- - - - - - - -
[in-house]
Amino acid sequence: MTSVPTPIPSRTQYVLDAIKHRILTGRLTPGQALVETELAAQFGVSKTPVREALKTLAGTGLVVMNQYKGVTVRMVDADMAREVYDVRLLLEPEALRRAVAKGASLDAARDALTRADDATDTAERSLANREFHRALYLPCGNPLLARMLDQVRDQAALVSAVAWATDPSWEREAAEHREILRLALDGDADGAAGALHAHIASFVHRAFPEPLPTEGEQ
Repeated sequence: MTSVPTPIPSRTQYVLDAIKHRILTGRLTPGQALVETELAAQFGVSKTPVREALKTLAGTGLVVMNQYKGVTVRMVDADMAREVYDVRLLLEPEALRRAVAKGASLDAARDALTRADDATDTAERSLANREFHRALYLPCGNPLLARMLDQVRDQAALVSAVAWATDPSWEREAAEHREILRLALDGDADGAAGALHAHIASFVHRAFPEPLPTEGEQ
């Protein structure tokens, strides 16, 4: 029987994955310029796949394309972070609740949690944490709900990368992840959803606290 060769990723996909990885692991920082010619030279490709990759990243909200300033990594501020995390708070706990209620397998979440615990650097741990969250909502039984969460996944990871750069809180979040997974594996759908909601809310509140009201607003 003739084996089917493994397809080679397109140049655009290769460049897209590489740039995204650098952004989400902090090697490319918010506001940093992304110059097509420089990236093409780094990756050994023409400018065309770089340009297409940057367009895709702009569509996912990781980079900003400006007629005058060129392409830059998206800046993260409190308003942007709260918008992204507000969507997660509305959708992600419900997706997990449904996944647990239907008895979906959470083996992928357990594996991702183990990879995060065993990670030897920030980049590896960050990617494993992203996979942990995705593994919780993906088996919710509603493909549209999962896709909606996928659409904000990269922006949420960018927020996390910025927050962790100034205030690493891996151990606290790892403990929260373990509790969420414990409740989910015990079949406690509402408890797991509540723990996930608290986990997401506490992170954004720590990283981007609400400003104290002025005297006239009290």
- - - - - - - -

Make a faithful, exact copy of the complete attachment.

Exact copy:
[in-house]
Amino acid sequence: MTSVPTPIPSRTQYVLDAIKHRILTGRLTPGQALVETELAAQFGVSKTPVREALKTLAGTGLVVMNQYKGVTVRMVDADMAREVYDVRLLLEPEALRRAVAKGASLDAARDALTRADDATDTAERSLANREFHRALYLPCGNPLLARMLDQVRDQAALVSAVAWATDPSWEREAAEHREILRLALDGDADGAAGALHAHIASFVHRAFPEPLPTEGEQ
Repeated sequence: MTSVPTPIPSRTQYVLDAIKHRILTGRLTPGQALVETELAAQFGVSKTPVREALKTLAGTGLVVMNQYKGVTVRMVDADMAREVYDVRLLLEPEALRRAVAKGASLDAARDALTRADDATDTAERSLANREFHRALYLPCGNPLLARMLDQVRDQAALVSAVAWATDPSWEREAAEHREILRLALDGDADGAAGALHAHIASFVHRAFPEPLPTEGEQ
């Protein structure tokens, strides 16, 4: 029987994955310029796949394309972070609740949690944490709900990368992840959803606290 060769990723996909990885692991920082010619030279490709990759990243909200300033990594501020995390708070706990209620397998979440615990650097741990969250909502039984969460996944990871750069809180979040997974594996759908909601809310509140009201607003 003739084996089917493994397809080679397109140049655009290769460049897209590489740039995204650098952004989400902090090697490319918010506001940093992304110059097509420089990236093409780094990756050994023409400018065309770089340009297409940057367009895709702009569509996912990781980079900003400006007629005058060129392409830059998206800046993260409190308003942007709260918008992204507000969507997660509305959708992600419900997706997990449904996944647990239907008895979906959470083996992928357990594996991702183990990879995060065993990670030897920030980049590896960050990617494993992203996979942990995705593994919780993906088996919710509603493909549209999962896709909606996928659409904000990269922006949420960018927020996390910025927050962790100034205030690493891996151990606290790892403990929260373990509790969420414990409740989910015990079949406690509402408890797991509540723990996930608290986990997401506490992170954004720590990283981007609400400003104290002025005297006239009290």